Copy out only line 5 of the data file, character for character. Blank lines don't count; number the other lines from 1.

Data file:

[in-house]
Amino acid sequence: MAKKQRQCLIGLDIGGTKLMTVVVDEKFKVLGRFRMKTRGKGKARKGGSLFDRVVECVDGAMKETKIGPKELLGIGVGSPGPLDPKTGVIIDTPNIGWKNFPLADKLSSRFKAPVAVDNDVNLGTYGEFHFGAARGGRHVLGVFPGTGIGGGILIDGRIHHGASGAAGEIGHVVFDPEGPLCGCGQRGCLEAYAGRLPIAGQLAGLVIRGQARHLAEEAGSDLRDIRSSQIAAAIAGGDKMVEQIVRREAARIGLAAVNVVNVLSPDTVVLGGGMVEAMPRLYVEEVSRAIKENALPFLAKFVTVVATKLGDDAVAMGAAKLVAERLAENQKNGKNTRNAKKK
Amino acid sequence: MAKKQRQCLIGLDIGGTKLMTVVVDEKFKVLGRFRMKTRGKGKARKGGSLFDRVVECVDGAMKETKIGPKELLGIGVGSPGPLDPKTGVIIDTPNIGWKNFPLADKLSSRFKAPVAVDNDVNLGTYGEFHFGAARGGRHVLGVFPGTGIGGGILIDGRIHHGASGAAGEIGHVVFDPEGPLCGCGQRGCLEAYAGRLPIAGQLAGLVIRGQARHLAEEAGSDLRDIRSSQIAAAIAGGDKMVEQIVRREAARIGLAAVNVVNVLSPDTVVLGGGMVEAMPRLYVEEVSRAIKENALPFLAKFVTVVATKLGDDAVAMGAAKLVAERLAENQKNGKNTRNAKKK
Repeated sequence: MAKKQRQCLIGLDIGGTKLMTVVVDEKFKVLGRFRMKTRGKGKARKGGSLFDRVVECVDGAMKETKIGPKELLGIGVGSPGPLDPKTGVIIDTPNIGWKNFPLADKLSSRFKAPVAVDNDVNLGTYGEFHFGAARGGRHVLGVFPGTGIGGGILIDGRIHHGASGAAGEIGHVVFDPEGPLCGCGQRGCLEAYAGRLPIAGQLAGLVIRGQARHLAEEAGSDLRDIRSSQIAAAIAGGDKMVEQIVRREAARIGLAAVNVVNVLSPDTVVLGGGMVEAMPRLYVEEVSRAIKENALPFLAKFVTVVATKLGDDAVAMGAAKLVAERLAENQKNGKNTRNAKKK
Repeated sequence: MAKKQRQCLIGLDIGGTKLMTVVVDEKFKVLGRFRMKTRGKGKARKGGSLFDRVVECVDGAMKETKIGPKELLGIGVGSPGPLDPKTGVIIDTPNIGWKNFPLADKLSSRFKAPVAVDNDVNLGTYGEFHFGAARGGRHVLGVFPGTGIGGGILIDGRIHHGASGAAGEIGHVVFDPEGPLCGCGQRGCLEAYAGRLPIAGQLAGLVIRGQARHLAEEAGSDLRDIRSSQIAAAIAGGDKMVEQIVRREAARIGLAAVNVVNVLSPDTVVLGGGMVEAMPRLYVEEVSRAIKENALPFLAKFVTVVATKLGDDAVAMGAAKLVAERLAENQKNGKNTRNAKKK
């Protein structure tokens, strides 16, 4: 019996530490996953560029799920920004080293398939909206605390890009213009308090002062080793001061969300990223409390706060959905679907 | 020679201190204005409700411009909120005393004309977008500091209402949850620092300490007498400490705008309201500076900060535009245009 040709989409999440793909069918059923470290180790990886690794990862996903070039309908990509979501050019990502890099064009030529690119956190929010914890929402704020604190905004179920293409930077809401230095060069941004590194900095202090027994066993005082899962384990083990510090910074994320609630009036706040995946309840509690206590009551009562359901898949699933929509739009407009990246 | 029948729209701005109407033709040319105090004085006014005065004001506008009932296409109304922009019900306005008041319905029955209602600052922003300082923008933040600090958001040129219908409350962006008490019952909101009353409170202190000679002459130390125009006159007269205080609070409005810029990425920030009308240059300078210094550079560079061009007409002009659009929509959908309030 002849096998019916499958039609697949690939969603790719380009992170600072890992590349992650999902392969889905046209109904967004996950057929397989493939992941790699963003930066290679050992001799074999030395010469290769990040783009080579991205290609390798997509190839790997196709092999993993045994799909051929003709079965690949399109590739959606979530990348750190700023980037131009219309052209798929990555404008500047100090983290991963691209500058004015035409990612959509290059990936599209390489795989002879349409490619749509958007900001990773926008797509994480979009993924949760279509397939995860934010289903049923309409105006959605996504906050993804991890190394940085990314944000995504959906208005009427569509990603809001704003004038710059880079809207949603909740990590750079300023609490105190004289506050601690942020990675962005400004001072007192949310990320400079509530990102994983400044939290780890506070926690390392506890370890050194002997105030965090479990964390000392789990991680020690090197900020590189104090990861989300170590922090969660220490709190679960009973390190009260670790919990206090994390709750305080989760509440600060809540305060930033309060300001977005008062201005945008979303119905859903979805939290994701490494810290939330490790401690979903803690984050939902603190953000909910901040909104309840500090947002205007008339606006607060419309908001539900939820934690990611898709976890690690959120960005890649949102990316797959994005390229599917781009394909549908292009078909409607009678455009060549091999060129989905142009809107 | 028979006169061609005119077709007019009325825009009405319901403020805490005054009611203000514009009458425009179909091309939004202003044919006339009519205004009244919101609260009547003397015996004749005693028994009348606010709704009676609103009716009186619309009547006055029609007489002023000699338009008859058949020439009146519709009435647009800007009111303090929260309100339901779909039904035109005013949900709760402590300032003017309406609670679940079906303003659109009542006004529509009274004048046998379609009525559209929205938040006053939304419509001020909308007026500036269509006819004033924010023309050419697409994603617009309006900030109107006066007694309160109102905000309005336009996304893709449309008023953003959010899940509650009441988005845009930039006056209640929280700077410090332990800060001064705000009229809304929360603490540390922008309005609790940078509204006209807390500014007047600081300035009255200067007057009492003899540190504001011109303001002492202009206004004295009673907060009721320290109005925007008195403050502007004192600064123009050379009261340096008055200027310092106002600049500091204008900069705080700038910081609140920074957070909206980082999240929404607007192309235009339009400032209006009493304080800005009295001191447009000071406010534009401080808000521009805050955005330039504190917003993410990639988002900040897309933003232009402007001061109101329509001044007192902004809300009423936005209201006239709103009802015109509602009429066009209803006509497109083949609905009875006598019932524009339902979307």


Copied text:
Repeated sequence: MAKKQRQCLIGLDIGGTKLMTVVVDEKFKVLGRFRMKTRGKGKARKGGSLFDRVVECVDGAMKETKIGPKELLGIGVGSPGPLDPKTGVIIDTPNIGWKNFPLADKLSSRFKAPVAVDNDVNLGTYGEFHFGAARGGRHVLGVFPGTGIGGGILIDGRIHHGASGAAGEIGHVVFDPEGPLCGCGQRGCLEAYAGRLPIAGQLAGLVIRGQARHLAEEAGSDLRDIRSSQIAAAIAGGDKMVEQIVRREAARIGLAAVNVVNVLSPDTVVLGGGMVEAMPRLYVEEVSRAIKENALPFLAKFVTVVATKLGDDAVAMGAAKLVAERLAENQKNGKNTRNAKKK